In Brazil, a New Rendering of a Literary Giant Makes Waves

Posted in Articles, Biography, Brazil, Caribbean/Latin America, History, Literary/Artistic Criticism on 2019-07-16 01:44Z by Steven

In Brazil, a New Rendering of a Literary Giant Makes Waves

The New York Times
2019-06-14

Shannon Sims

A widely known image of Joaquim Maria Machado de Assis, left, that appears on his books, compared with the one that has gone viral on Brazilian social media in recent months, right.
A widely known image of Joaquim Maria Machado de Assis, left, that appears on his books, compared with the one that has gone viral on Brazilian social media in recent months, right.
Left: Academia Brasileira de Letras

Machado de Assis Real, developed by a Brazilian university and an ad agency, shows the 19th-century writer in color, challenging some long-held ideas about him in the process.

RECIFE, Brazil — Throughout elementary and middle school, Ricardo Pavan Martins remembers reading Joaquim Maria Machado de Assis, one of Brazil’s most famous writers.

So the 29-year-old, who lives in Bauru, was shocked to see a new image of Machado that has gone viral in the country. It shows him with chocolate-brown skin, considerably darker than how he appears in the black-and-white photograph that appears on virtually all of his books and hangs prominently in the Brazilian Academy of Letters.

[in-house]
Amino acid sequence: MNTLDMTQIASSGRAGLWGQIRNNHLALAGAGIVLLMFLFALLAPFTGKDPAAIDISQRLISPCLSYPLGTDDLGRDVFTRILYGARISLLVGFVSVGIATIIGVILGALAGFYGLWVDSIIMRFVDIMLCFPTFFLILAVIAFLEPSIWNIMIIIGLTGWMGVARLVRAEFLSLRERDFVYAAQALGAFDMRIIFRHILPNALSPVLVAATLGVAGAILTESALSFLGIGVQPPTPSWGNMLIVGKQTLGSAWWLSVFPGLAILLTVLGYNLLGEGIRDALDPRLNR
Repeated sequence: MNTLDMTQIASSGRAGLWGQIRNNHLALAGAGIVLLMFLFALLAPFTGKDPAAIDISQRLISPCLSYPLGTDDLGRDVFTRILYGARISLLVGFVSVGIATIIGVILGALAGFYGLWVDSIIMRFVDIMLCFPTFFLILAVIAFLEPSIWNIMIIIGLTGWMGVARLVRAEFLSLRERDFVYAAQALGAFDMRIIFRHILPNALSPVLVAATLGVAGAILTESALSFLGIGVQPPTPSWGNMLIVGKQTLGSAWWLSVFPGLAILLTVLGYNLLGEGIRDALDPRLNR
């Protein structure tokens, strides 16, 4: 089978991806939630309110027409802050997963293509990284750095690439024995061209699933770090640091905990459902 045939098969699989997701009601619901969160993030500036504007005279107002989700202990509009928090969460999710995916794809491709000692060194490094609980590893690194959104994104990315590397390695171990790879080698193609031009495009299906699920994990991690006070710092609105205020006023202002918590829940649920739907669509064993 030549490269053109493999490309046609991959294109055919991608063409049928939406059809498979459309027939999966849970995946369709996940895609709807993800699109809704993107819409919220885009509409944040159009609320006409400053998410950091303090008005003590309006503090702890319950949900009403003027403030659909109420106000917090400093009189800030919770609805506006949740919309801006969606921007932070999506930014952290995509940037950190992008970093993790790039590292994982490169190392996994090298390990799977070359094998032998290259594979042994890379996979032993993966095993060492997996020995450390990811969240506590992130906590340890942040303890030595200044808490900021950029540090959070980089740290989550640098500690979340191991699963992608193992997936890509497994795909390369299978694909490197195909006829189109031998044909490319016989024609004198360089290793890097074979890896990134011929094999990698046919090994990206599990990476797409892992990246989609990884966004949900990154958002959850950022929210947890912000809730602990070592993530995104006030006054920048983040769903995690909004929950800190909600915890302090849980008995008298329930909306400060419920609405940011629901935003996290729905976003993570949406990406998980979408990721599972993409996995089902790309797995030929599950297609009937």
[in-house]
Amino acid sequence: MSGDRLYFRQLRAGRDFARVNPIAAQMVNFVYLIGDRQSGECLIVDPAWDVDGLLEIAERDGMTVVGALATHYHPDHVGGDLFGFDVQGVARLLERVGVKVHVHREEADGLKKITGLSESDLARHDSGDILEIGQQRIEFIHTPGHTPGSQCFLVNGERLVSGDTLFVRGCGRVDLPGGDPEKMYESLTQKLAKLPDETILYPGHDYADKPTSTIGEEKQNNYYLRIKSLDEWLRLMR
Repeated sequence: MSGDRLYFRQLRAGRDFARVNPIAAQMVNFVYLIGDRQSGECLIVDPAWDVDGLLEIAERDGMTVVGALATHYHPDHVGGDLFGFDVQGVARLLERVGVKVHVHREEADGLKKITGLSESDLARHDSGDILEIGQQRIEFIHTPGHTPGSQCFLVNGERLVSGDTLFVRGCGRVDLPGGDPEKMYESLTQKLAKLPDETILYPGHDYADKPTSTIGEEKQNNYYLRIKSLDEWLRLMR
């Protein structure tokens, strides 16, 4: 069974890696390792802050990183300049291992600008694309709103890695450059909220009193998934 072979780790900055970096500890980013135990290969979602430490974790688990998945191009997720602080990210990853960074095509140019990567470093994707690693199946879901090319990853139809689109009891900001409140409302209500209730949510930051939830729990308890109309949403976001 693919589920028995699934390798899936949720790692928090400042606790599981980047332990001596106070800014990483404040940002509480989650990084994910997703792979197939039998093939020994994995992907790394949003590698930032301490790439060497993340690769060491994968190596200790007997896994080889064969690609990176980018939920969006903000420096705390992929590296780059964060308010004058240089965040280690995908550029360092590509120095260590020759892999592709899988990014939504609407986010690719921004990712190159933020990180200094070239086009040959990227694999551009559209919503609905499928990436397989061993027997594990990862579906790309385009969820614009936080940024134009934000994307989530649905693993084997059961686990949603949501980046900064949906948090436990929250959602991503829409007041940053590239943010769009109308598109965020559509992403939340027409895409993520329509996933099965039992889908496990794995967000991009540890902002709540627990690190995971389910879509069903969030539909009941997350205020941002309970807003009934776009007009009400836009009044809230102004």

“I always imagined him as white because this is the default image of most writers,” Martins said. “I am certain that if the skin color of an author so important was at the very least discussed during my experience at school, my black friends would have felt more represented.”

Among Brazilian writers, Machado, who lived from 1839 to 1908, inhabits a unique position. “Dom Casmurro,” his 1899 masterpiece about cuckoldry and jealousy, is required reading at some schools around the country. His name has been lent to streets and subway stops across Brazil. Susan Sontag called him “the greatest writer ever produced in Latin America,” and others have compared him to Flaubert, Kafka, Henry James and Alice Munro.

[“The Collected Stories of Machado de Assis,” one of the Times critics’ top books of 2018, “reveals the arc of Machado’s career, from the straightforward love stories to the cerebral and unpredictable later works.” ]

The traditional historical photo of him shows a man whose skin is nearly as light as his crisp white dress shirt. But a new project, developed by the São Paulo office of the advertising agency Grey and São Paulo’s University Zumbi dos Palmares, a predominantly black university, re-creates that photo in a way that the project’s leaders say more accurately reflects what Machado looked like.